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A recent wave of populist sentiment has washed over the U.S. and Europe, exemplified by this year’s presidential election in the States and the Brexit vote in the UK.
Political outsiders in presidential campaigns date all the way back to Andrew Jackson, but the 2016 presidential election seems to stand out from past contests. Hillary Clinton, who has been favored to win the election in nearly every poll since her nomination, has battled political outsiders running to her left and right since the primary.
Bernie Sanders—a Jewish, Democratic socialist who supports single-payer health insurance and free college tuition at public universities—proved to be a surprisingly strong opponent in the Democratic primary
Donald Trump—the real-estate-mogul-turned-reality TV-star-turned-GOP presidential nominee—regularly distinguishes himself from his general election opponent by labeling Clinton a “crooked” Washington insider.
While the respective platforms of Sanders and Trump are ideologically at odds with each other, the two candidates share a key characteristic: they both rode waves of populist discontent during their campaigns.
At a recent Brookings seminar titled The Future of the Global Economic Order in an Era of Rising Populism, Daniel W. Drezner, a nonresident senior fellow at Brookings, described this kind of populism as “anger at [the] status quo set of policies and … institutions supporting those policies.” He also emphasized the economic nature of this anger: “I think you can see it bleeding over into hostility [due] to rising levels of economic inequality.”
There’s a rising global populism ‘bleeding over into hostility [due] to rising levels of economic inequality.’
Caroline Atkinson, head of Google’s global public policy team and former White House deputy national security advisor for international economics, agreed with Drezner’s diagnosis. She cited the 2008 financial crisis as the genesis of the recent populist surge.
“The typical man with a full-time job in the U.S. at the middle of the income distribution who had a year-round job earned less in 2014 than some similarly situated man did four decades earlier,” Atkinson said. “[Even] after all the remarkable recovery we’ve had … there’s still 12 percent of [Americans] who have mortgages [that] are underwater. I mean, [it’s] no wonder they’re angry.”
Trump, in particular, has played to this anger stemming from wage stagnation and the decline in manufacturing. His lightning rod of choice when acting as its conduit? Global trade.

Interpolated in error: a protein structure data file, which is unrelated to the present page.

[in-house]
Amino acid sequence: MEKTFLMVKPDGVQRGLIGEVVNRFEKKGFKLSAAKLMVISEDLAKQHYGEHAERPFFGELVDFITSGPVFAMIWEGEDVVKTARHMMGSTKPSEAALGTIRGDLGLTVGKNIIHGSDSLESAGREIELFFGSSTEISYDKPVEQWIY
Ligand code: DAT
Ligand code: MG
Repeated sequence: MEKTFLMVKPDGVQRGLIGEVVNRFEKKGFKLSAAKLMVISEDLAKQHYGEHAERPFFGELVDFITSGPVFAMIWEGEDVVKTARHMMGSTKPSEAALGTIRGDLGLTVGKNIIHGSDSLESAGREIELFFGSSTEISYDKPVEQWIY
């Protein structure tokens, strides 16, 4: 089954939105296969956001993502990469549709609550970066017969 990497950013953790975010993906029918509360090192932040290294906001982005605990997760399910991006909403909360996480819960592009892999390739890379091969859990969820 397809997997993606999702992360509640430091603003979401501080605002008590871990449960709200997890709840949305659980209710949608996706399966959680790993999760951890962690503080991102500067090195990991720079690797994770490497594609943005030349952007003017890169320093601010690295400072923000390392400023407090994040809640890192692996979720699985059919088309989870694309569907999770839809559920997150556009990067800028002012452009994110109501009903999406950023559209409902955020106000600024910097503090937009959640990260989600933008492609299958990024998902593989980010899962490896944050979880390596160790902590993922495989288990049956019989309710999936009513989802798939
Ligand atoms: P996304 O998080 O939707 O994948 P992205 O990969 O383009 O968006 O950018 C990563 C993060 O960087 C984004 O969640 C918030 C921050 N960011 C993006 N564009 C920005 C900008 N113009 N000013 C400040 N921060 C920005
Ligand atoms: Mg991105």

“We can’t let the world take advantage of us from an economic standpoint, and that’s what they’re doing,” Trump told CNBC earlier this year. At a Pennsylvania rally in June, Trump declared, “They get the expansion; we get the joblessness. That’s the way it works—not going to happen anymore.”
It’s no surprise, then, that Trump and his supporters have attacked the Trans-Pacific Partnership.
“People have associated things like TPP and the [World Trade Organization] with somehow giving up our national sovereignty,” said David Wessel, director of the Brookings Hutchins Center on Fiscal and Monetary Policy. “If people don’t have confidence that [leaders are] actually going to serve their national interest, then you get this” kind of populism.
The Populism Underlying Brexit
The same sentiment of global-weariness motivated Brits who took to the polls in June to vote in the Brexit referendum. The Leave Campaign, led by figures such as Boris Johnson and Michael Gove, capitalized on widespread anxiety over immigration and job security by blaming the policies of the EU. Similar to the populist fervor on the other side of the Atlantic, the populism that tipped the Brexit referendum was largely made up by older white, working-class voters.
“You can see in the Brexit vote that those areas that had the weakest wage growth tended to vote for Leave,” said Atkinson.
A growing concern among economists, business executives and world leaders is that the populism that motivated Britain—one of the strongest economies in Europe—to leave the EU might prove to be contagious.
“In Europe, average living standards now are still below where they were in real terms before the crisis began,” Atkinson remarked. “In places like Greece, Spain [and] elsewhere, they’re still way below where they were.”
According to Drezner, the Brexit referendum was as much about British independence as it was about the fiscal austerity promulgated by Brussels—a set of policies that Drezner describes as an “unmitigated disaster.” If the same populism spreads to countries hit hardest by EU austerity, Brexit may not serve as a cautionary tale, but as an inspiration.